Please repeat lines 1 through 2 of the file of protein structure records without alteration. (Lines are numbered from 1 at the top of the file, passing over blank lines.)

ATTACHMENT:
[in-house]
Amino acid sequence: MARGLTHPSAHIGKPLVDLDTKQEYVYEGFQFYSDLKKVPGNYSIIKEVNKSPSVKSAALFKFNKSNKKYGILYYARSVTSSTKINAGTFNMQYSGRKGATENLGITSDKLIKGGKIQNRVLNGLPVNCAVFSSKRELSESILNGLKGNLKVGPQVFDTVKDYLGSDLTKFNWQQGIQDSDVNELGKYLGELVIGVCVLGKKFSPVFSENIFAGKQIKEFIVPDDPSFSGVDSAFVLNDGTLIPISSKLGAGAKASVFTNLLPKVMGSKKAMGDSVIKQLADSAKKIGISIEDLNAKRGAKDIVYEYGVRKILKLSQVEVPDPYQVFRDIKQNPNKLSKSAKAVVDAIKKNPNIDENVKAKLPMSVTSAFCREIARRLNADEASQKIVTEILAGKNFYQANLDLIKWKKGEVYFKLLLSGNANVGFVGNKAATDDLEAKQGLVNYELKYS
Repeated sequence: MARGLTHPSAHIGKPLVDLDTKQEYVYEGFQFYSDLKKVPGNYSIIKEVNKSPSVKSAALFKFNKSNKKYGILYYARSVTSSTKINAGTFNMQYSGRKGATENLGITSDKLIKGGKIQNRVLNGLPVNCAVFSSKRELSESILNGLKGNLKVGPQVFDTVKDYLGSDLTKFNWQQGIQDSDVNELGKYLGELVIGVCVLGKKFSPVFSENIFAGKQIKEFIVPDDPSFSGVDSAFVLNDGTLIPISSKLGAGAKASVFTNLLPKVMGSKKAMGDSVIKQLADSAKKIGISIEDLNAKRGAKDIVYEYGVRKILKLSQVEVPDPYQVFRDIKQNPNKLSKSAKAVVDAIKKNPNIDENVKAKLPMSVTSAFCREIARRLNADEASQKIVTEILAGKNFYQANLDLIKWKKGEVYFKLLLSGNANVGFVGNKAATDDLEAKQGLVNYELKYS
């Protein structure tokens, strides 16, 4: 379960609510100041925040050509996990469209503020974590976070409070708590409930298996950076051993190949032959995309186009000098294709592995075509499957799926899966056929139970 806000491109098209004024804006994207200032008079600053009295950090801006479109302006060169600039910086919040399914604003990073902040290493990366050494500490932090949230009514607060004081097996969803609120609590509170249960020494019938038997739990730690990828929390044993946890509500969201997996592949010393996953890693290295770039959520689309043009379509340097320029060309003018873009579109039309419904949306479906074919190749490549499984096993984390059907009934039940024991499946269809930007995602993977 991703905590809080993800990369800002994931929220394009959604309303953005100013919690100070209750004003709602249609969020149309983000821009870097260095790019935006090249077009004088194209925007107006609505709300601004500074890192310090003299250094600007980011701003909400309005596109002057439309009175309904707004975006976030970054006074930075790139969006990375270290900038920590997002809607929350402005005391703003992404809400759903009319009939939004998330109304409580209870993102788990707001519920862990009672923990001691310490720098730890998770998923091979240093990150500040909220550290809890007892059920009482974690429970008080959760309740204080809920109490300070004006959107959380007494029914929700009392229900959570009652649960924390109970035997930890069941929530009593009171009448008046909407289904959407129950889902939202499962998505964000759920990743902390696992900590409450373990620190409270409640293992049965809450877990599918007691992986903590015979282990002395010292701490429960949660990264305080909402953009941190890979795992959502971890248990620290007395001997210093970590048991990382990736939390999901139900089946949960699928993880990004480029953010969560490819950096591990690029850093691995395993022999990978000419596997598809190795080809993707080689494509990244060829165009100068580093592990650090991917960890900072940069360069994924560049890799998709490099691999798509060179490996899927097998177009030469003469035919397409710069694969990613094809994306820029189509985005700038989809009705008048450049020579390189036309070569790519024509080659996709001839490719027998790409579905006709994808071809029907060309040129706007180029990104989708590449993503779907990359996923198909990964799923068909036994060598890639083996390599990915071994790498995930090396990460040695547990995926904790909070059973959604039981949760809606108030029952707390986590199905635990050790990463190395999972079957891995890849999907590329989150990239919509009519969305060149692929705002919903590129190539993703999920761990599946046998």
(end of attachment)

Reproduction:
[in-house]
Amino acid sequence: MARGLTHPSAHIGKPLVDLDTKQEYVYEGFQFYSDLKKVPGNYSIIKEVNKSPSVKSAALFKFNKSNKKYGILYYARSVTSSTKINAGTFNMQYSGRKGATENLGITSDKLIKGGKIQNRVLNGLPVNCAVFSSKRELSESILNGLKGNLKVGPQVFDTVKDYLGSDLTKFNWQQGIQDSDVNELGKYLGELVIGVCVLGKKFSPVFSENIFAGKQIKEFIVPDDPSFSGVDSAFVLNDGTLIPISSKLGAGAKASVFTNLLPKVMGSKKAMGDSVIKQLADSAKKIGISIEDLNAKRGAKDIVYEYGVRKILKLSQVEVPDPYQVFRDIKQNPNKLSKSAKAVVDAIKKNPNIDENVKAKLPMSVTSAFCREIARRLNADEASQKIVTEILAGKNFYQANLDLIKWKKGEVYFKLLLSGNANVGFVGNKAATDDLEAKQGLVNYELKYS